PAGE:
Before Jerry Wexler, we just knew it as "race music."
IN 1949, the young staff writer at Billboard, the music-industry trade paper, took "race music" and gave it a new name -- "rhythm and blues." R&B. But writing about the music -- and naming the music -- wasn't enough.
Where Wexler, a Jewish atheist kid from New York, really made his mark on the music world wasn't in writing about music that was quintessentially American . . . or in giving it an identity, even. He made his mark, starting in 1953, in making rhythm and blues -- and later, rock and soul.
Jerry Wexler, a fixture at the top of Atlantic Records along with founder Ahmet Ertegun, simply was one of the greatest producers of the R&B (and rock and roll) era. Perhaps the greatest producer.
And now he's gone. Dead at 91, reports The New York Times:
Mr. Wexler was already in his 30s when he entered the music business, but his impact was immediate and enduring. In 1987, the Rock and Roll Hall of Fame recognized his contributions to American music by inducting him in only its second year of conferring such honors.
Mr. Wexler actually didn’t care for rock ’n’ roll, at least as it evolved in the 1960s and ’70s. Though he signed a British band called Led Zeppelin and eventually produced records by the likes of Bob Dylan, Carlos Santana, Dire Straits and George Michael, his main influence came in the 1950s and ’60s as a vice president of Atlantic Records, working largely with black artists who were forging a new musical style, which came to be called soul music, from elements of gospel, swing and blues.
“He played a major role in bringing black music to the masses, and in the evolution of rhythm and blues to soul music,” Jim Henke, vice president and chief curator for the Hall of Fame, said in an interview. “Beyond that, he really developed the role of the record producer. Jerry did a lot more than just turn on a tape recorder. He left his stamp on a lot of great music. He had a commercial ear as well as a critical ear.”
Mr. Wexler was something of a paradox. A businessman with tireless energy, a ruthless streak and a volatile temper, he was also a hopeless music fan. A New York Jew and a vehement atheist, he found his musical home in the Deep South, in studios in Memphis and Muscle Shoals, Ala., among Baptists and Methodists, blacks and good old boys.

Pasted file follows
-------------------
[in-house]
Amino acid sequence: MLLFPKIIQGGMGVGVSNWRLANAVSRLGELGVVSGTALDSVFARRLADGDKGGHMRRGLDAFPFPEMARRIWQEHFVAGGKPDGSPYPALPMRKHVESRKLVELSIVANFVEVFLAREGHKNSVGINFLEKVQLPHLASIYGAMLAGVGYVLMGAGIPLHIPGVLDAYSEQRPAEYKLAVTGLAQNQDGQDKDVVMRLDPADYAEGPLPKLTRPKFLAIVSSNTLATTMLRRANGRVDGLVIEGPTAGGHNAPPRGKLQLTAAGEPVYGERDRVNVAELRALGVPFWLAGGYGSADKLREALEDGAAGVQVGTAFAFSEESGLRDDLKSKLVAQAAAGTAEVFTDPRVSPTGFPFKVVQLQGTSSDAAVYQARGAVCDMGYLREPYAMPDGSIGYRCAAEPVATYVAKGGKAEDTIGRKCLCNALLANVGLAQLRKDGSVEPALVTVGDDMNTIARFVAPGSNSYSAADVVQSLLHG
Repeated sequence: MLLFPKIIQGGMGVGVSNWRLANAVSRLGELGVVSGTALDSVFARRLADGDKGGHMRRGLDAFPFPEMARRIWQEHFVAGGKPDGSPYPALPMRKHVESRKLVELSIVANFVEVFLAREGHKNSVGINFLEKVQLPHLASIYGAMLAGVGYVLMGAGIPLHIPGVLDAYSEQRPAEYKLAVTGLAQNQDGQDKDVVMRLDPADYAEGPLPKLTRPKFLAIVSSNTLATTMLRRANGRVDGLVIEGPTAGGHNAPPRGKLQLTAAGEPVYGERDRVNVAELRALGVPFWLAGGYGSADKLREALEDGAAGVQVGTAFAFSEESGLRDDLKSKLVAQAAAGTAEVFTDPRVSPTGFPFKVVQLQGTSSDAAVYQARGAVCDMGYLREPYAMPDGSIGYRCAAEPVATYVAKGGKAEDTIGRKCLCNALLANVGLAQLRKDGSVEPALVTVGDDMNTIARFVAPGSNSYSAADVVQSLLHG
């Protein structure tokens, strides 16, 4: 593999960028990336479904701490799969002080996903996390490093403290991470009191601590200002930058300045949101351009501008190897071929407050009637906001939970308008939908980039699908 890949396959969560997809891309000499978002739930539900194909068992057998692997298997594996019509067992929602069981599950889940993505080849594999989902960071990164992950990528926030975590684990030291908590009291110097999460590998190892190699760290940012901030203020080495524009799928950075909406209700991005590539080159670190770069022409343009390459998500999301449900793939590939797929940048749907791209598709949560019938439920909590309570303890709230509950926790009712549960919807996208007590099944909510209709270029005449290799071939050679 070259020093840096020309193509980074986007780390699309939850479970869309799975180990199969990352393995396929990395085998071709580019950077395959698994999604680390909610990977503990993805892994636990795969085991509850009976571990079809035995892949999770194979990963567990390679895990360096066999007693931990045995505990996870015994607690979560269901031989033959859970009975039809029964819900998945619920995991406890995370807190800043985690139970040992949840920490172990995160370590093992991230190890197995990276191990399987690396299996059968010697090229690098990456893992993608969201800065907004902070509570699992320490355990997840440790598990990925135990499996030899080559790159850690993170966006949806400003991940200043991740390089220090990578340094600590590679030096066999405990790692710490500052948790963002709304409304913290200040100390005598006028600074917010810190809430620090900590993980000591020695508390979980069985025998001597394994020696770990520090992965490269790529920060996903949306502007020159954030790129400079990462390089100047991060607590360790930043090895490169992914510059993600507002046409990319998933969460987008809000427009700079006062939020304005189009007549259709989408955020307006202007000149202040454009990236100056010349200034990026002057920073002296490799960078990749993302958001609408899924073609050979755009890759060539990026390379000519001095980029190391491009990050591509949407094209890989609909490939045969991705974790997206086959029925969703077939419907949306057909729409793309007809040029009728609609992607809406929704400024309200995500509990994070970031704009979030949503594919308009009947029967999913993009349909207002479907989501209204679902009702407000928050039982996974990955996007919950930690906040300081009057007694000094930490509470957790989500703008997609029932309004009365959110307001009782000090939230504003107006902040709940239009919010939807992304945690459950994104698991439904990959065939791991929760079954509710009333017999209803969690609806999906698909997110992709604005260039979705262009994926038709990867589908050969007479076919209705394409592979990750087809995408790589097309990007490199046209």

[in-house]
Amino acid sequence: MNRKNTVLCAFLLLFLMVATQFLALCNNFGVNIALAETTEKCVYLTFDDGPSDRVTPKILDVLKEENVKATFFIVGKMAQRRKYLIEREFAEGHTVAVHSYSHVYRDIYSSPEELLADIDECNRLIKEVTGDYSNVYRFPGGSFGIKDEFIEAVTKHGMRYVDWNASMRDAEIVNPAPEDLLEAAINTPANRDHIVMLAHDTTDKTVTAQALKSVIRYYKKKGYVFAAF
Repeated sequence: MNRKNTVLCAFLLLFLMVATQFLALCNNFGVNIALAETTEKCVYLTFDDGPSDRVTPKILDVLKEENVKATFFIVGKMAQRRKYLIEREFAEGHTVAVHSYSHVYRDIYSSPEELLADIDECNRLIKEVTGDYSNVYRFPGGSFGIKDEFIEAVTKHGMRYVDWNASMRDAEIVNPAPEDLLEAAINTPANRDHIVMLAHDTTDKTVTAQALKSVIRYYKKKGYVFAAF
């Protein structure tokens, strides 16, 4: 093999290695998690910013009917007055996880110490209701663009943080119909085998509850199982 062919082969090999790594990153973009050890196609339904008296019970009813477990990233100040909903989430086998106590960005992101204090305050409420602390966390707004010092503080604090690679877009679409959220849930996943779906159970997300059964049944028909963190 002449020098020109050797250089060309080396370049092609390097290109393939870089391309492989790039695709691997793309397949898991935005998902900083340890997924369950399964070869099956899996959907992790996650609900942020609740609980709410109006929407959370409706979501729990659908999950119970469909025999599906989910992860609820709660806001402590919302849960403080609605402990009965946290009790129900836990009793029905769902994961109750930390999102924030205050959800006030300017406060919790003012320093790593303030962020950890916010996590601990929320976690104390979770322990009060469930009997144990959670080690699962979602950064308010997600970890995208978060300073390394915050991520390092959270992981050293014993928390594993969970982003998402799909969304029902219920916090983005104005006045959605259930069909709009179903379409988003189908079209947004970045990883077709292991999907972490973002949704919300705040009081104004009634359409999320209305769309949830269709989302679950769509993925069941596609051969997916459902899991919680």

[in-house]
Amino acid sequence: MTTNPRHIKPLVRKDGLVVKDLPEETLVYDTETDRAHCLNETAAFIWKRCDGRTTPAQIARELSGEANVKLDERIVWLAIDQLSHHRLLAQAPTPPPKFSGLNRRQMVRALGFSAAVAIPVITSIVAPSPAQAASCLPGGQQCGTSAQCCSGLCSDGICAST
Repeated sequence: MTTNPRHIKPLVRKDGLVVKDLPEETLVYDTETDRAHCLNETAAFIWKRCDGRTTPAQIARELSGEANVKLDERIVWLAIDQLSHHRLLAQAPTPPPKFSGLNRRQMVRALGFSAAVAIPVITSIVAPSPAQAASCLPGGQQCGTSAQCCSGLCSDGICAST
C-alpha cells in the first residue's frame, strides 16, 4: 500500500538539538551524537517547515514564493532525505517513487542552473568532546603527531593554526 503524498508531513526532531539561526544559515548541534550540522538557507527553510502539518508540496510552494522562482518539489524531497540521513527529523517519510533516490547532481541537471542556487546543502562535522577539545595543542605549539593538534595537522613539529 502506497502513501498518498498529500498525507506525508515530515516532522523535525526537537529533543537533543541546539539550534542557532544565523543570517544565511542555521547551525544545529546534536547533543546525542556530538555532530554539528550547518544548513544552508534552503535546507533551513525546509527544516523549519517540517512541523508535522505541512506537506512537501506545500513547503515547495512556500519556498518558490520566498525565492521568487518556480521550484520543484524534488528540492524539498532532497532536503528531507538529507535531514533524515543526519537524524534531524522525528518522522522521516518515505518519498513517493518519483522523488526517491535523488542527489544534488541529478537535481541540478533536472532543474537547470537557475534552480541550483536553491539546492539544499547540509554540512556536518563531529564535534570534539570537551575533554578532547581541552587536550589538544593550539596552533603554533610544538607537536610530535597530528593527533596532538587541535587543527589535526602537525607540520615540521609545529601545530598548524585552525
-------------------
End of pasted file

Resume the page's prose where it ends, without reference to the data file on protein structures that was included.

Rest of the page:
“He was a bundle of contradictions,” said Tom Thurman, who produced and directed a documentary about Mr. Wexler in 2000. “He was incredibly abrasive and incredibly generous, very abrupt and very, very patient, seemingly a pure, sharklike businessman and also a cerebral and creative genius.”
The title of Mr. Thurman’s documentary, “Immaculate Funk,” was Mr. Wexler’s phrase for the Atlantic sound, characterized by a heavy backbeat and a gospel influence. “It’s funky, it’s deep, it’s very emotional, but it’s clean,” Mr. Wexler once said.
Though not a musician himself, Mr. Wexler had a natural rapport with musicians, who seemed to recognize his instinct for how best to employ their gifts. In 1950, while he was still at Billboard, he encountered the young singer Patti Page and hummed for her a 1947 song he liked, “The Tennessee Waltz.” Her subsequent recording of it sold three million copies in eight months.
A few years later he was a partner at Atlantic, presiding over the 1954 recording session of Ray Charles’s breakout hit, “I Got a Woman.” He said later that the best thing he had done for Charles was to let him do as he pleased.
“He had an extraordinary insight into talent,” Charles, who died in 2004, said in “Immaculate Funk.”
Mr. Wexler wasn’t always a mere listener. In the mid-1960s, at a recording session with Wilson Pickett, Mr. Wexler wanted more of a backbeat in the song “In the Midnight Hour” but couldn’t explain in words what he wanted, so he illustrated it by doing a new dance, the jerk.
In the late 1960s and ’70s, he made 14 Atlantic albums with Ms. Franklin, whose musical instincts had been less than fully exploited at her previous label, Columbia. Mr. Wexler gave her more control over her songs and her sound, a blend of churchlike spirituality and raw sexuality, which can be heard in hits like “Respect,” “Dr. Feelgood” and “Chain of Fools.”
“How could he understand what was inside of black people like that?” Pickett asked in the documentary. “But Jerry Wexler did.”
Given the chance, Mr. Wexler would have produced to the end and beyond.
“I asked him once,” said Mr. Thurman, the filmmaker, “‘What do you want written on your tombstone, Jerry?’ He said, ‘Two words: More bass.’”